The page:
But most is not all. There is one notable exception: The Stingray Nebula, or more officially Hen 3-1357. In 1996, the central star underwent what is now thought to have been a short-lived Helium flash as it changed evolutionary stages, and with that flash, created a dramatic looking planetary nebula. When re-examined in 2016, Hubble found the system dramatically fainter and structurally changed. Where the shells of gas in nebulae are often seen to expand away from their origin, in this case, inner shells were seen to fall back toward the center. According to research team member Martin Guerrero: This is very, very dramatic, and very weird. What we’re witnessing is a nebula’s evolution in real-time. In a span of years, we see variations in the nebula. We have not seen that before with the clarity we get with this view.

IMAGE: These images captured by Hubble in 1996 (left), when compared to Hubble images taken in 2016 (right), show a nebula that has drastically dimmed in brightness and changed shape. Bright blue shells of gas near the centre of the nebula have all but disappeared, and the wavy edges that earned this nebula its aquatic-themed name are virtually gone. The young nebula no longer pops against the black velvet background of the distant Universe. CREDIT: NASA, ESA, B. Balick (University of Washington), M. Guerrero (Instituto de Astrofísica de Andalucía), and G. Ramos-Larios (Universidad de Guadalajara)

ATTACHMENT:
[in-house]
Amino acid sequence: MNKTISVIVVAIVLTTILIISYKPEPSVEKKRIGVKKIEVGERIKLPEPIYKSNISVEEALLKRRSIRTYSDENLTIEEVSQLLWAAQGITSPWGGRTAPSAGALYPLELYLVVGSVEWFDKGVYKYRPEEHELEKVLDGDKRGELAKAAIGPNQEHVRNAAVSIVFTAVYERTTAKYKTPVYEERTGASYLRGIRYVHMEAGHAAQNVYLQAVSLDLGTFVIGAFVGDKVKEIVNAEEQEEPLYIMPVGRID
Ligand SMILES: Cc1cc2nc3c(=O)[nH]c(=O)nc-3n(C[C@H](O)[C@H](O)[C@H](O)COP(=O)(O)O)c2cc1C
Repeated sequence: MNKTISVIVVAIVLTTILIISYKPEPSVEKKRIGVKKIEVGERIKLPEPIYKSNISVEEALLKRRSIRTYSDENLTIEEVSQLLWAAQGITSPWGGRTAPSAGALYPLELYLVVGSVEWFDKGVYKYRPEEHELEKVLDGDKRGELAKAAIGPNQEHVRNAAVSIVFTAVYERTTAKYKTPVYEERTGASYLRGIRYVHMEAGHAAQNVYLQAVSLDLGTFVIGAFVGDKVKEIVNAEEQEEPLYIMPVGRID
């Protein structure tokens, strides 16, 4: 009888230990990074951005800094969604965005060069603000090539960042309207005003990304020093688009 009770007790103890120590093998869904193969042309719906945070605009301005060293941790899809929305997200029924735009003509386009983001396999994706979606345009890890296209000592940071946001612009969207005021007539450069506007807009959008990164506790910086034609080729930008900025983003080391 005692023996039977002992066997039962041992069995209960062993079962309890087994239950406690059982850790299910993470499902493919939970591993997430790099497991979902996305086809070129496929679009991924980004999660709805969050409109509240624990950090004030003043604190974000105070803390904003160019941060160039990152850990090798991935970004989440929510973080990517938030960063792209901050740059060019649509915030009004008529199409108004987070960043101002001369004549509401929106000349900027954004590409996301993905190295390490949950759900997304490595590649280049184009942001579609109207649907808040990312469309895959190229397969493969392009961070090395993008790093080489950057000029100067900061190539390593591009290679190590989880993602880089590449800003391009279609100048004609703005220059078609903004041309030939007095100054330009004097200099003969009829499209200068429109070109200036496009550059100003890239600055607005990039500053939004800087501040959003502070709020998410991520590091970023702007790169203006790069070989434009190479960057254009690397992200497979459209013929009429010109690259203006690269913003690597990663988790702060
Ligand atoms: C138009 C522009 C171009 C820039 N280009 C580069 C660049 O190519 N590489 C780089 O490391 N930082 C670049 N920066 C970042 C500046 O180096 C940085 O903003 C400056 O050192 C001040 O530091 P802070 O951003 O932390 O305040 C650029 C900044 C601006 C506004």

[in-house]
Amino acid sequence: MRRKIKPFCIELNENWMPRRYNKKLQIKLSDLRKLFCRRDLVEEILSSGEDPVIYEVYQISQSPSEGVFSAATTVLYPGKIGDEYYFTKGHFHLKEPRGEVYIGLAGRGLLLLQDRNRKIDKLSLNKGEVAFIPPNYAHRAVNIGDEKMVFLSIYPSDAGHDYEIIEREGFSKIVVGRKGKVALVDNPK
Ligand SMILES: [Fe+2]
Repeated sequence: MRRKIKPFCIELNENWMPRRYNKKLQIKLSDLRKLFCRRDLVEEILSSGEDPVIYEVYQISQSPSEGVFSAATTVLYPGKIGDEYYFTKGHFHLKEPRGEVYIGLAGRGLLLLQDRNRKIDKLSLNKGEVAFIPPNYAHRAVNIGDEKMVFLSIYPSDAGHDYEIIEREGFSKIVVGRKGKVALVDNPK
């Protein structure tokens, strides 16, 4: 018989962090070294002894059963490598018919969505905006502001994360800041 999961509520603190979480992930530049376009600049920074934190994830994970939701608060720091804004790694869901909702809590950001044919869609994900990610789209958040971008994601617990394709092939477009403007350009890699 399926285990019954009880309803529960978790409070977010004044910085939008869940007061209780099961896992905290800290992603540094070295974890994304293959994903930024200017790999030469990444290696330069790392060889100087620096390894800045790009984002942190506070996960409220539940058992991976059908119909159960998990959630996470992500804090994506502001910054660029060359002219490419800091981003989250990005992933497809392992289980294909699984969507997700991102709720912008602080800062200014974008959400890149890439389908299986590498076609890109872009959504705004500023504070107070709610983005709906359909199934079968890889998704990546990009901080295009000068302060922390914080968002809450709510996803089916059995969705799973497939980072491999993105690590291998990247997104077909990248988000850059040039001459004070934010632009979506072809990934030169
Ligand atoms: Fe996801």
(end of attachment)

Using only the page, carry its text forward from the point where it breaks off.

This work is detailed in a new paper in The Astrophysical Journal with first author Bruce Balick, who points out: In most studies, the nebula usually gets bigger. Here, it’s fundamentally changing its shape and getting fainter, and doing so on an unprecedented time scale. Moreover, to our surprise, it’s not growing any larger. Indeed, the once-bright inner elliptical ring seems to be shrinking as it fades.

This set of observations has captured a short-lived phenomenon driven by changes in the central star. What is amazing about this is Hubble caught the earliest moments of a planetary nebula, and now, for generations, humanity will get to watch as the star dies and the nebula is born.

Planetary nebula and nebulae. Astronomers really can’t be trusted to name things, and our next story is another example of that.

Back on November 13, we brought you a story that researchers using the Pan-STARRS1 survey telescope had discovered a new object known as 2020 SO and that it might be a long lost Centaur rocket booster from the 1960s. Well, scientists have now confirmed that this object is indeed that rocket booster.